Win a copy of Design for the Mind this week in the Design forum!
  • Post Reply
  • Bookmark Topic Watch Topic
  • New Topic

how to test System.console

 
Jeanne Boyarsky
author & internet detective
Marshal
Posts: 34178
340
Eclipse IDE Java VI Editor
  • Mark post as helpful
  • send pies
  • Quote
  • Report post to moderator
I'm writing some code that deals with System.console(). For console.reader(), it is fine as I can pass in a reader. For console.readPassword(), I'm at a loss. I had to resort to creating a mock subclass that returns a "test password.". That feels like a hack. Any better ideas? I could wrap it an interface, but that's not any better.

The problem is that Console is final, lacks an interface and lacks a constructor. And as an added bonus System.console() returns null in a JUnit test.
 
Tim Cooke
Sheriff
Pie
Posts: 2933
121
Clojure IntelliJ IDE Java
  • Mark post as helpful
  • send pies
  • Quote
  • Report post to moderator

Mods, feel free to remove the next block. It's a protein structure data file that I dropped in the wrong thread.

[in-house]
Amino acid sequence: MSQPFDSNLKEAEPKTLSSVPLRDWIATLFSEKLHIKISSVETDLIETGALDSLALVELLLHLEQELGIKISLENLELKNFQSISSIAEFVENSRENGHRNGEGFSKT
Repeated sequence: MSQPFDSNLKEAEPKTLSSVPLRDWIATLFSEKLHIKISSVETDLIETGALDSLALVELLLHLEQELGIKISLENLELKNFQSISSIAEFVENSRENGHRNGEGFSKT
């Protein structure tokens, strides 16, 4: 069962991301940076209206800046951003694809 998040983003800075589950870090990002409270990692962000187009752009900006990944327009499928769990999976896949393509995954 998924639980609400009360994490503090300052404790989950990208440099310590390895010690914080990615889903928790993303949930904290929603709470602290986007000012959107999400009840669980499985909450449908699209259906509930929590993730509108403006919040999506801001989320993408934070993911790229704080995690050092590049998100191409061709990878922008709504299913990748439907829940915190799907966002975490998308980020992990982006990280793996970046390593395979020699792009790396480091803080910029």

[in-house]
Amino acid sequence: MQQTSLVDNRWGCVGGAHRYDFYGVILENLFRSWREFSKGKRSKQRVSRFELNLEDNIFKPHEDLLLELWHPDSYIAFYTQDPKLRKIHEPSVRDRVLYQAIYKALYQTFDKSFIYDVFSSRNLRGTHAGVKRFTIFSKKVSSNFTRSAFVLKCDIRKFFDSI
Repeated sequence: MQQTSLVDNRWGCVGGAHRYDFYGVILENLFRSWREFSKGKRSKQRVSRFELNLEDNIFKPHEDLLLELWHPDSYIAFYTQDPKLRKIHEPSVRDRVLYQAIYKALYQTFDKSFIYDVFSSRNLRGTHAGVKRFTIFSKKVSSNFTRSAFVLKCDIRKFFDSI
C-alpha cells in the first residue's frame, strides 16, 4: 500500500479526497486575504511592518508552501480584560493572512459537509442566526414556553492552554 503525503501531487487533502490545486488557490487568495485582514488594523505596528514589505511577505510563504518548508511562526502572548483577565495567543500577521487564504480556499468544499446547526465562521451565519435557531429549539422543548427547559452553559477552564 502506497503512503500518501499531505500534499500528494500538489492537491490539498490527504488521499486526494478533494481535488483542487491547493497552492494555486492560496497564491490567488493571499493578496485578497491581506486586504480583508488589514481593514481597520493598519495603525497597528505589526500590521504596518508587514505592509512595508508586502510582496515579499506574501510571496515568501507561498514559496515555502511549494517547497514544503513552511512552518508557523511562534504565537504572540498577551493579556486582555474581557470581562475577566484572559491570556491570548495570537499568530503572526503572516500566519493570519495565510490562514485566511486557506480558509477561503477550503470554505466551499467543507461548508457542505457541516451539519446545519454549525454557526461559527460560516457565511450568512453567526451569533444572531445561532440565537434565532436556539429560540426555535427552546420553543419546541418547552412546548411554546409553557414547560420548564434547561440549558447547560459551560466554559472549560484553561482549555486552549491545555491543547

What a total nuisance this is! It wouldn't be so bad if Console weren't final.

Have you tried using one of the more elaborate mocking frameworks such as PowerMock for swapping out final classes? I haven't actually tried this framework for final classes but it works well enough for mocking static methods (using some Reflection Wizardry).

Alternatively you could write an adaptor for the System interaction which can be swapped out with a fake in your testing. This is basically wrapping it in an interface as you already mentioned. However, how do you then test the adaptor?

One one hand I would say that by using something like PowerMock you could achieve a technically more complete test coverage, but it does add a good degree of noise to your test cases as the API is relatively verbose. On the other hand introducing an adaptor for your System interaction is the more elegant solution, and the one most discussed in the books on Testing that I've read, but does leave you with an adaptor that still has a dependency on Console that you can't work with.

A combination of each may be the way to go. Wrap it up in an adaptor so that the rest of your system, and test, only has to deal with the dreamy adaptor interface, then use PowerMock to test the in's and out's of your interaction with System and Console while keeping the scope of those tests small within the bounds of the adaptor implementation.
 
  • Post Reply
  • Bookmark Topic Watch Topic
  • New Topic